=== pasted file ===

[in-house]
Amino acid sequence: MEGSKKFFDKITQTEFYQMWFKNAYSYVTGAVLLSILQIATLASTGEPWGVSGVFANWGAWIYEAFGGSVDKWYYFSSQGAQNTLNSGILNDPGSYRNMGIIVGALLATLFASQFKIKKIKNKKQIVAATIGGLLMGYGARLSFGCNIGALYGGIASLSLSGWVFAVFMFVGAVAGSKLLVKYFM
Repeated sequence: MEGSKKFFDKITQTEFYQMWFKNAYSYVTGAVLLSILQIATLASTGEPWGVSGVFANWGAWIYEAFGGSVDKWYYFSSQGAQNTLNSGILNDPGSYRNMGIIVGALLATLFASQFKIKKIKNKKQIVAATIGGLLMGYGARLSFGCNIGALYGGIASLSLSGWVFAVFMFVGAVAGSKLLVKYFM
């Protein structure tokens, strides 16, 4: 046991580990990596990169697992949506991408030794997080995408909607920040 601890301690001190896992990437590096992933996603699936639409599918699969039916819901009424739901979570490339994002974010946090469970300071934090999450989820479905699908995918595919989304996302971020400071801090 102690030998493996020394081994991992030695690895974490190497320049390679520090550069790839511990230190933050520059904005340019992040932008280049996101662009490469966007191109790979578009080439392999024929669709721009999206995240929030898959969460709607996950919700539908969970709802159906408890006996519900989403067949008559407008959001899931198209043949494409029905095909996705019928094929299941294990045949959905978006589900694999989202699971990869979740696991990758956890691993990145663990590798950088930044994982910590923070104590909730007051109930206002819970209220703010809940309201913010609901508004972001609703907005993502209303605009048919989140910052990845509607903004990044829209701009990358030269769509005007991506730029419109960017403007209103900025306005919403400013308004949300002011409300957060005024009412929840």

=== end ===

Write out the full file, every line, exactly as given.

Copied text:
[in-house]
Amino acid sequence: MEGSKKFFDKITQTEFYQMWFKNAYSYVTGAVLLSILQIATLASTGEPWGVSGVFANWGAWIYEAFGGSVDKWYYFSSQGAQNTLNSGILNDPGSYRNMGIIVGALLATLFASQFKIKKIKNKKQIVAATIGGLLMGYGARLSFGCNIGALYGGIASLSLSGWVFAVFMFVGAVAGSKLLVKYFM
Repeated sequence: MEGSKKFFDKITQTEFYQMWFKNAYSYVTGAVLLSILQIATLASTGEPWGVSGVFANWGAWIYEAFGGSVDKWYYFSSQGAQNTLNSGILNDPGSYRNMGIIVGALLATLFASQFKIKKIKNKKQIVAATIGGLLMGYGARLSFGCNIGALYGGIASLSLSGWVFAVFMFVGAVAGSKLLVKYFM
């Protein structure tokens, strides 16, 4: 046991580990990596990169697992949506991408030794997080995408909607920040 601890301690001190896992990437590096992933996603699936639409599918699969039916819901009424739901979570490339994002974010946090469970300071934090999450989820479905699908995918595919989304996302971020400071801090 102690030998493996020394081994991992030695690895974490190497320049390679520090550069790839511990230190933050520059904005340019992040932008280049996101662009490469966007191109790979578009080439392999024929669709721009999206995240929030898959969460709607996950919700539908969970709802159906408890006996519900989403067949008559407008959001899931198209043949494409029905095909996705019928094929299941294990045949959905978006589900694999989202699971990869979740696991990758956890691993990145663990590798950088930044994982910590923070104590909730007051109930206002819970209220703010809940309201913010609901508004972001609703907005993502209303605009048919989140910052990845509607903004990044829209701009990358030269769509005007991506730029419109960017403007209103900025306005919403400013308004949300002011409300957060005024009412929840």